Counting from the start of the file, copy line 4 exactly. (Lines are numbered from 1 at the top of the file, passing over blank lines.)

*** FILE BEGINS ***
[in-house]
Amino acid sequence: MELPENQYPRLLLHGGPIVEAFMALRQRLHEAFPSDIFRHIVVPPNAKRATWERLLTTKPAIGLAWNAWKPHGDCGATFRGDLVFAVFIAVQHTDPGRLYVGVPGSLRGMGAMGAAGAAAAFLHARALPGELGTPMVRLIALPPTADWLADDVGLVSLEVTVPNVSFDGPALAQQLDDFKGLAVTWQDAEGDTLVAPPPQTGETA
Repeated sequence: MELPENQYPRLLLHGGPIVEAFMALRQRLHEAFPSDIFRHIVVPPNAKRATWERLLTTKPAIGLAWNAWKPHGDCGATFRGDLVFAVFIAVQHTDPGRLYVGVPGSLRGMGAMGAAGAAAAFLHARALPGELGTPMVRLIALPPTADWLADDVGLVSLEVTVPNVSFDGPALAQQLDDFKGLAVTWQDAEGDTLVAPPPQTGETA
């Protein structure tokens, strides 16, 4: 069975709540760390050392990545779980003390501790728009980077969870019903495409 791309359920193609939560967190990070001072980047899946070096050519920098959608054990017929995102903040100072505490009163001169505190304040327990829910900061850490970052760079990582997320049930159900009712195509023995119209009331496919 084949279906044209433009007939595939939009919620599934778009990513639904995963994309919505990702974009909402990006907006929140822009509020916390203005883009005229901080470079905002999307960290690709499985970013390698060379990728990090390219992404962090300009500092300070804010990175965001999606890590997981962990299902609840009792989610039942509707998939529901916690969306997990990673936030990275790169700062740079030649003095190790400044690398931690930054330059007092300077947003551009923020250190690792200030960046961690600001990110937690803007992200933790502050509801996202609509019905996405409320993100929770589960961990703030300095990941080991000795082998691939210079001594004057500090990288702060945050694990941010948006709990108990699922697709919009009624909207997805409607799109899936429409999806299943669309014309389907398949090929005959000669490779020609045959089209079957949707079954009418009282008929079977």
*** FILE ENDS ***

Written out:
């Protein structure tokens, strides 16, 4: 069975709540760390050392990545779980003390501790728009980077969870019903495409 791309359920193609939560967190990070001072980047899946070096050519920098959608054990017929995102903040100072505490009163001169505190304040327990829910900061850490970052760079990582997320049930159900009712195509023995119209009331496919 084949279906044209433009007939595939939009919620599934778009990513639904995963994309919505990702974009909402990006907006929140822009509020916390203005883009005229901080470079905002999307960290690709499985970013390698060379990728990090390219992404962090300009500092300070804010990175965001999606890590997981962990299902609840009792989610039942509707998939529901916690969306997990990673936030990275790169700062740079030649003095190790400044690398931690930054330059007092300077947003551009923020250190690792200030960046961690600001990110937690803007992200933790502050509801996202609509019905996405409320993100929770589960961990703030300095990941080991000795082998691939210079001594004057500090990288702060945050694990941010948006709990108990699922697709919009009624909207997805409607799109899936429409999806299943669309014309389907398949090929005959000669490779020609045959089209079957949707079954009418009282008929079977």